Lettings students ignore exercises

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Kieran Mathieson

Laura Gibbs (@OnlineCrsLady) has been tweeting her annoyance with Canvas, her LMS. One of her complaints is something that Canvas and Skilling both do. This blog post explores a new feature that could fix it. What do you think?

(I'll write about Skilling. Canvas is SEP [somebody else's problem]).

What happens now

With online courses, it's easy for students to fall behind on their exercises. Skilling tries to help. There's a timeline, with a status indicator for each exercise.


Students see icons on exercises, showing their status. A red ! means the exercise is late.

My courses have 40 - 50 exercises. There's a lot of data in the timeline. To make things easier, Skilling suggests to students how they should feel about their progress, with an emoticon.


The emoticon ranges from deliriously happy to freaked out, depending on how many exercises have been submitted early, or are late.

These are useful features, and I don't plan on getting rid of them.

The problem

This approach reduces student agency. I want students to be in charge of their learning. This isn't just lip service; I really want them to make decisions. If they choose to skip some exercises, so be it. If they want to skip an exam, fine, if they're OK with the consequences. Students get to decide how to use their time.

Another issue is with optional exercises. Suppose there are 70 exercises available in a course, and students have to submit 50 to get full credit. Clearly, missing exercises in just fine.

The status indicators can be misleading. A freaked out emoji might be inappropriate for a student who is behind by eight exercises, if the student has chosen not to do those exercises. However, if the student is behind by twelve, it would be useful for the emoji to show concern, since the student is not meeting her own standards.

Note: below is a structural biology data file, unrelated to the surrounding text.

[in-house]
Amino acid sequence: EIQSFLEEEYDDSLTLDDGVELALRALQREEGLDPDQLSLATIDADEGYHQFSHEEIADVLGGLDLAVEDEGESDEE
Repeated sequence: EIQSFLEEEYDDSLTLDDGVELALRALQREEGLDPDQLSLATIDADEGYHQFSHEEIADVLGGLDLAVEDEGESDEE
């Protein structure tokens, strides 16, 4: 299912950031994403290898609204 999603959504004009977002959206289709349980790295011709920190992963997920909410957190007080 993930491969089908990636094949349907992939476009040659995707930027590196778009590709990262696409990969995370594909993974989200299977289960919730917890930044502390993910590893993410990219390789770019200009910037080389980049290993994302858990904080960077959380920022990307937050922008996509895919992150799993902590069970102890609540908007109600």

The proposed solution

Students could tell Skilling to ignore some exercises when computing the progress score that's behind the emoji. The data Skilling offers would then more accurately reflect student progress, given their own choices.

The timeline would still show ignored exercises. However, they would be struck out (have a line through them). and would not have a status icon.

The instructor's student progress report would also be affected. The report shows - you guessed it - the progress scores of every student in a class. The progress scores on that report would reflect student choices.

I'm not sure what the best UI (user interface) would be. I'm thinking of an "Ignore" button or checkbox on the exercises themselves, with a link that explains what it's for. There'd also be a filtering option on the report students get about their own work. They could show ignored exercises, or not.


Some questions for wise and worldly readers (to channel Matt Reed).

  • Letting students ignore exercises. Good idea? Bad? Something else?
  • Should instructors be able to turn off this feature for some classes?
  • The class progress report that instructors get. Should it show how many exercises each student has decided to ignore?
  • Anything else?

Answer here, or tweet to @kierancyco.